Biden’s Climate Plan Would Help Make the Taliban, China More Powerful Than Ever

AP Photo/Evan Vucci

As President Joe Biden and congressional Democrats continue their push to impose sweeping reforms meant to tackle climate change, the Taliban—with substantial help from China—is positioning itself to take advantage.

In August, Biden signed an executive order designed to drag the United States toward widespread adoption of electric vehicles. The White House says its order aims to make 50% of vehicles sold in America electric or hybrids by 2030.

To call Biden’s goal ambitious would be an incredible understatement. According to sales data recorded in June, fewer than 4% of new cars purchased by Americans were electric or plug-in hybrids, and only a fraction of the electric vehicle infrastructure needed to support millions of additional electric cars is now in place.

To meet Biden’s electric vehicles target—as well as his other climate-related policy objectives, such as making the U.S. energy grid largely dependent on wind and solar power—the U.S. economy would need to be radically transformed.

Far-left Democrats had hoped the infrastructure packages making their way through Congress would be a good start. The $1 trillion infrastructure legislation passed by the Senate included $7.5 billion for new electric vehicle charging stations, and progressive and socialists members of Congress have said they won’t allow infrastructure legislation to pass unless it includes massive new tax credits meant to make electric vehicles more affordable.

For now, both the $1 trillion and $3.5 trillion infrastructure bills have stalled on Capitol Hill, but if Democrats and President Biden have it their way and these bills, along with other legislation and regulatory changes meant to shove America toward wind and solar power, are passed, the Taliban could end up becoming one of the world’s biggest beneficiaries.

Afghanistan is one of the poorest nations on earth. In order to maintain its new chokehold over the country, the Taliban knows it needs to develop steady streams of income and economic alliances. The push by American and European progressives and socialists to impose so-called “green” energy on households might provide the economic opportunities the Taliban desperately needs.

If the United States and Europe were to rely substantially more on electric vehicles and wind and solar generation, it would require millions of tons of rare earth minerals and batteries.

To give you a sense of just how dramatic the need would be, consider that the BBC found “to switch Britain’s 31.5 million petrol and diesel vehicles over to a battery-electric fleet would take an estimated 207,900 tonnes of cobalt, 264,600 tonnes of lithium carbonate, 7,200 tonnes of neodymium and dysprosium, and 2,362,500 tonnes of copper.”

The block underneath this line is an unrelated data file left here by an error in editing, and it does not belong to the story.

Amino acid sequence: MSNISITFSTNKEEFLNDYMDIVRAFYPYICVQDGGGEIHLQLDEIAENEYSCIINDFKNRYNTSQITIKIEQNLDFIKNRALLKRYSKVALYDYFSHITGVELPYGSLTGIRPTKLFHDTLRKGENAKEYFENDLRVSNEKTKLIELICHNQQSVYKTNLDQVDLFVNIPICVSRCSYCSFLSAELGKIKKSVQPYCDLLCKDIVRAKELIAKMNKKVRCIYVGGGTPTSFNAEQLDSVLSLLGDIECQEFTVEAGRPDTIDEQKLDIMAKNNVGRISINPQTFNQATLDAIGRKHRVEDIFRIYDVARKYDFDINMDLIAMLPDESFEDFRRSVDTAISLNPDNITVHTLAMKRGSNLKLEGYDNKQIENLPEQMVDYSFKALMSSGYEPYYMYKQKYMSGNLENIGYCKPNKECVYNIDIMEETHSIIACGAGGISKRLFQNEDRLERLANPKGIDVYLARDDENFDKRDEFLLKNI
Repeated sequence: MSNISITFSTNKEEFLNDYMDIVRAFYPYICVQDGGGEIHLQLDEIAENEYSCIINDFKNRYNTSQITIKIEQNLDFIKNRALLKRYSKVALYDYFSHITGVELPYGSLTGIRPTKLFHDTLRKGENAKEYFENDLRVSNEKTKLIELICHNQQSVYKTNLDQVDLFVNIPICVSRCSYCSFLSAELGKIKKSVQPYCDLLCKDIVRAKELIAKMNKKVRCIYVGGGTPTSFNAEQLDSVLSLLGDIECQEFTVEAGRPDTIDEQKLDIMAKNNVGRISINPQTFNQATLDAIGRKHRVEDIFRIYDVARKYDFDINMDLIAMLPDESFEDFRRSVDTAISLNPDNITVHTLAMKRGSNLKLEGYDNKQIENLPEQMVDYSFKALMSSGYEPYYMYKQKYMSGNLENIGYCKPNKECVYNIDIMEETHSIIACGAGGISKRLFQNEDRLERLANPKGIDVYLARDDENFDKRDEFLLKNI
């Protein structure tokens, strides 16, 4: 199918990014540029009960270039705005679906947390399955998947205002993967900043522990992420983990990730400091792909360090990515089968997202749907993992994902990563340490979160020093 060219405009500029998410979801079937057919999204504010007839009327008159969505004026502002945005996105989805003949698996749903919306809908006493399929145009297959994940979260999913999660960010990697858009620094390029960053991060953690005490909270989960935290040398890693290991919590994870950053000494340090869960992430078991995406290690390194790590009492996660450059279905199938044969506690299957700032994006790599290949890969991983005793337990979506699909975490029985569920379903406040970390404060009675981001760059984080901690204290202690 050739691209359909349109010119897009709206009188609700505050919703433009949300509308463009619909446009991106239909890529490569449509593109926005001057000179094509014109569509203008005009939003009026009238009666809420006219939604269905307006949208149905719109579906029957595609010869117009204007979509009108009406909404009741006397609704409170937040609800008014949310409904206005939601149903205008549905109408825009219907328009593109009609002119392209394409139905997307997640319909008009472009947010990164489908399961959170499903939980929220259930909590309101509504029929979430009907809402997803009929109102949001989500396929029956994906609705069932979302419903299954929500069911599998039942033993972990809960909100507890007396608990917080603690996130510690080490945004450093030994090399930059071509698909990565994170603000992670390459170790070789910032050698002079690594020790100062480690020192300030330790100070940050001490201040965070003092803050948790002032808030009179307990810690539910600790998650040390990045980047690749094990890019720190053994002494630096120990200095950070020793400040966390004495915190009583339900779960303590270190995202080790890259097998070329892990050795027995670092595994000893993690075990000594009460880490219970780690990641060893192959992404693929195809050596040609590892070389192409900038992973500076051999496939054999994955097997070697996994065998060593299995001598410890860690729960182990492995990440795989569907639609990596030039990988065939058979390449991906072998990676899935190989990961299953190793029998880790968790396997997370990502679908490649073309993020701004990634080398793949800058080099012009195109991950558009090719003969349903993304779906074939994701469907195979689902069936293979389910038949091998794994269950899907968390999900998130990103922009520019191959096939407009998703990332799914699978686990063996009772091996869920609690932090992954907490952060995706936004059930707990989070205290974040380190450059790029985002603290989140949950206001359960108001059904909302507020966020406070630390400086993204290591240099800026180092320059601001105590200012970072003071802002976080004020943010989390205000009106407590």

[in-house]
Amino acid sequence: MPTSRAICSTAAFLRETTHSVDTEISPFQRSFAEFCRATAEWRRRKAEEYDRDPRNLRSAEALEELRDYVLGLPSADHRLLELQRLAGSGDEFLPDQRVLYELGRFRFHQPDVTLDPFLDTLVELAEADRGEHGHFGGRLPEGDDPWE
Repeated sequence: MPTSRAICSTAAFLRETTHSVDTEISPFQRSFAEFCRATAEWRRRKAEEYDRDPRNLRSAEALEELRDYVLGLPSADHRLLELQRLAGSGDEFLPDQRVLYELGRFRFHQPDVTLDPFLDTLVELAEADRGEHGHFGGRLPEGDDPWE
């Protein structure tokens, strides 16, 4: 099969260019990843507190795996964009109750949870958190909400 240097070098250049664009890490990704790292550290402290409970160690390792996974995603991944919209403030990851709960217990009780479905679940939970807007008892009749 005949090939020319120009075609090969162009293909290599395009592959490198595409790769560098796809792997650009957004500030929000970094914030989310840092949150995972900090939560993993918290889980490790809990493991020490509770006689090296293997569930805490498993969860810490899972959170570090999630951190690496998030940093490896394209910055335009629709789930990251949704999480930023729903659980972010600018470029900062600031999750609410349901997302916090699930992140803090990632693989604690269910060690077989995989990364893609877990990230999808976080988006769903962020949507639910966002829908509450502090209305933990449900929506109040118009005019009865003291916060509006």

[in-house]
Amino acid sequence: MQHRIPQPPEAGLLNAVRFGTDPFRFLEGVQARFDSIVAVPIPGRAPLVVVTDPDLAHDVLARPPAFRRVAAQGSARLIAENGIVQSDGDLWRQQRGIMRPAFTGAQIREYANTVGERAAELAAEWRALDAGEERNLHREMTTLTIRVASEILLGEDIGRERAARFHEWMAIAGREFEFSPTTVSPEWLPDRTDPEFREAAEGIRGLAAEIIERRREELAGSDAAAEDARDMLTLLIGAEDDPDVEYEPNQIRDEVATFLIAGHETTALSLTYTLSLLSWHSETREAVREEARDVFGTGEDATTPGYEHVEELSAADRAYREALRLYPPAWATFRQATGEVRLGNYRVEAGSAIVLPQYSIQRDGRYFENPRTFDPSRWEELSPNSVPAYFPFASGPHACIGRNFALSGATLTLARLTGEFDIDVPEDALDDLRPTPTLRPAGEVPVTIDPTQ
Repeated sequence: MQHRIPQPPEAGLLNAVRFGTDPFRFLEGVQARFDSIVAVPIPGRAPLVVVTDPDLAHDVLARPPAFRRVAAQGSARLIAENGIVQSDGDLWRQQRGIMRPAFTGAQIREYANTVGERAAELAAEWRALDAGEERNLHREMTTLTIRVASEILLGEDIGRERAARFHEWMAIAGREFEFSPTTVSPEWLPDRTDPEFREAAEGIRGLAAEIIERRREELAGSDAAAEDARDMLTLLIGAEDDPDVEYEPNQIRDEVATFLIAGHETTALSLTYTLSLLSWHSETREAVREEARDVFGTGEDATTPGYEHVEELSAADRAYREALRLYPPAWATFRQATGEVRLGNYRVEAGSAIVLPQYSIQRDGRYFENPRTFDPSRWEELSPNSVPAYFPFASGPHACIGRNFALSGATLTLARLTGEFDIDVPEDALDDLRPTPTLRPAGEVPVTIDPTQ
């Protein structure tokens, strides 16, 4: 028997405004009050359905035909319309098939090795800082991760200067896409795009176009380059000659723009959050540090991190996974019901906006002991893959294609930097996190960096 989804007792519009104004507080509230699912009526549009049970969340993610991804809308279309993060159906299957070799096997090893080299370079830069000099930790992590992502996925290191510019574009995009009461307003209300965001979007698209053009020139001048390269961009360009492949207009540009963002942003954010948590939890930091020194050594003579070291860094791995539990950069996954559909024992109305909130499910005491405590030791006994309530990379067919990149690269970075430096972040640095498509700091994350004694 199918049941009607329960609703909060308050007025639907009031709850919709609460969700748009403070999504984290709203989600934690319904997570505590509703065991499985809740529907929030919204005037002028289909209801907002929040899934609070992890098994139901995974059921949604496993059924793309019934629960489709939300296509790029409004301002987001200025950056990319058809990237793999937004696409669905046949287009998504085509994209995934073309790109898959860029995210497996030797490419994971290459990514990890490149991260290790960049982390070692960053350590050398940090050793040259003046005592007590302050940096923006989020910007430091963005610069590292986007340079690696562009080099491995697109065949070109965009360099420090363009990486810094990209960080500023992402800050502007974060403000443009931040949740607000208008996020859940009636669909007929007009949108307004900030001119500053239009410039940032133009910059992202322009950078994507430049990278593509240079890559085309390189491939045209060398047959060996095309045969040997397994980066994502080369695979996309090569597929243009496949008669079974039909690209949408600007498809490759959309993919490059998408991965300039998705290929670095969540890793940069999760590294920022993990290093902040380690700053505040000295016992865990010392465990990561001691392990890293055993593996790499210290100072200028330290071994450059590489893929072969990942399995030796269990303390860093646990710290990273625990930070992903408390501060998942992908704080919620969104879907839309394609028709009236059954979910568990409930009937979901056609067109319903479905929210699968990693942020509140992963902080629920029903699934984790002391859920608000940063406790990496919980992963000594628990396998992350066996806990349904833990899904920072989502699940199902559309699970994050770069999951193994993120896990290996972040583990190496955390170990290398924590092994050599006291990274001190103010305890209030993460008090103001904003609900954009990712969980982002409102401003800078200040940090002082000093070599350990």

There are more than 272 million vehicles in the United States, more than 99% of which run on fossil fuels. Based on the BBC’s analysis of Britain, switching all of America’s gasoline-powered fleet to an electric-only fleet—a long-term goal for Democrats—would require more than 20 million tons of copper, 1.7 million tons of cobalt, and 2.2 million tons of lithium.

The mining and processing demands that would result from a transition to so-called “renewable” energy sources would drive up the price of numerous metals and rare earth minerals around the world, allowing the Taliban to become exceptionally wealthy.

Afghanistan is believed to be home to $1 trillion in mineral deposits, and perhaps the largest lithium deposit on the planet. The Taliban doesn’t have the resources, infrastructure, or skilled workers to mine these valuable assets, but China does, and Chinese officials have already signaled that they have struck a deal with the Taliban to participate “in Afghanistan’s reconstruction and development.”

This shouldn’t come as a surprise. Not only has top Chinese diplomats been meeting with the Taliban for months, China is the world’s number-one supplier of batteries, producing about 79% of the global supply. Additionally, 85% of the world’s capacity to process rare earth minerals exists in China, according to a report by Reuters.

Of course, the United States could attempt to expand its own processing capacity of rare earth minerals, and it could conduct more mining operations domestically as well, but neither is something that could happen at any point in the near future, and both actions would likely face severe opposition from environmental groups hellbent on stopping virtually all mining operations in the United States.

China already processes five times more rare earth minerals than the rest of the world combined, so catching up prior to President Biden’s plan to scale up electric car use would be essentially impossible.

If Joe Biden and Democrats have their way, China and the Taliban will eventually be much richer and more powerful than they are today, and China’s control of America’s energy supply would expand immensely. That’s a stunning reversal from the Trump administration’s platform of prioritizing domestic energy development and limiting foreign reliance, one that would pose substantial foreign policy challenges that would be extremely difficult, if not impossible, to overcome.

Justin Haskins (J[email protected]) is the director of the Stopping Socialism Project at The Heartland Institute, where he also serves as a research fellow and editorial director.